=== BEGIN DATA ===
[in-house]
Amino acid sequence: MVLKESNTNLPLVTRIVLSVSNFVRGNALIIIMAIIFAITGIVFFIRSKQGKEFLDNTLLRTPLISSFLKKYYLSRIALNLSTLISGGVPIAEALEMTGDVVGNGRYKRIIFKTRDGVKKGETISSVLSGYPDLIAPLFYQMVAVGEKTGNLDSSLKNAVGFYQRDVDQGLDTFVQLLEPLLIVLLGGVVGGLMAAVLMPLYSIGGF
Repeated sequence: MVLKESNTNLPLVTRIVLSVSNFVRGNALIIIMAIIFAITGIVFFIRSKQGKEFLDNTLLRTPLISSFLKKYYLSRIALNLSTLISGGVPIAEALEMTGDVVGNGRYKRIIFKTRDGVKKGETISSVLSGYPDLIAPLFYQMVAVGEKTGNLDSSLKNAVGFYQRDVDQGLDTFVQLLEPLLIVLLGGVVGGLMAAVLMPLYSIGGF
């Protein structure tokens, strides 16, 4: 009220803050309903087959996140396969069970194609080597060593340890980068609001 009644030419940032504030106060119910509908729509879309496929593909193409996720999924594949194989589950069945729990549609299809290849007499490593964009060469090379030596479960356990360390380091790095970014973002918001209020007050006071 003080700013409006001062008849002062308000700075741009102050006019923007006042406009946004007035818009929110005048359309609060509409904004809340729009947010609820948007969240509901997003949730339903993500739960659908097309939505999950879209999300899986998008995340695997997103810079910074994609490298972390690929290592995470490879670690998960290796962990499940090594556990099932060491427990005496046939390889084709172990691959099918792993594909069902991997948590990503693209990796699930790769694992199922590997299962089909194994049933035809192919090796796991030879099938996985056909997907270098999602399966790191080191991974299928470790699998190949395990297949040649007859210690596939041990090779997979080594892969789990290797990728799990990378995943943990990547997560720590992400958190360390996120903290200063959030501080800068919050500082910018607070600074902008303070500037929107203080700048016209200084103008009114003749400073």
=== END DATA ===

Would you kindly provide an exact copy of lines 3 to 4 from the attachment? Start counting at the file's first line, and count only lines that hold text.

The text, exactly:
Repeated sequence: MVLKESNTNLPLVTRIVLSVSNFVRGNALIIIMAIIFAITGIVFFIRSKQGKEFLDNTLLRTPLISSFLKKYYLSRIALNLSTLISGGVPIAEALEMTGDVVGNGRYKRIIFKTRDGVKKGETISSVLSGYPDLIAPLFYQMVAVGEKTGNLDSSLKNAVGFYQRDVDQGLDTFVQLLEPLLIVLLGGVVGGLMAAVLMPLYSIGGF
């Protein structure tokens, strides 16, 4: 009220803050309903087959996140396969069970194609080597060593340890980068609001 009644030419940032504030106060119910509908729509879309496929593909193409996720999924594949194989589950069945729990549609299809290849007499490593964009060469090379030596479960356990360390380091790095970014973002918001209020007050006071 003080700013409006001062008849002062308000700075741009102050006019923007006042406009946004007035818009929110005048359309609060509409904004809340729009947010609820948007969240509901997003949730339903993500739960659908097309939505999950879209999300899986998008995340695997997103810079910074994609490298972390690929290592995470490879670690998960290796962990499940090594556990099932060491427990005496046939390889084709172990691959099918792993594909069902991997948590990503693209990796699930790769694992199922590997299962089909194994049933035809192919090796796991030879099938996985056909997907270098999602399966790191080191991974299928470790699998190949395990297949040649007859210690596939041990090779997979080594892969789990290797990728799990990378995943943990990547997560720590992400958190360390996120903290200063959030501080800068919050500082910018607070600074902008303070500037929107203080700048016209200084103008009114003749400073």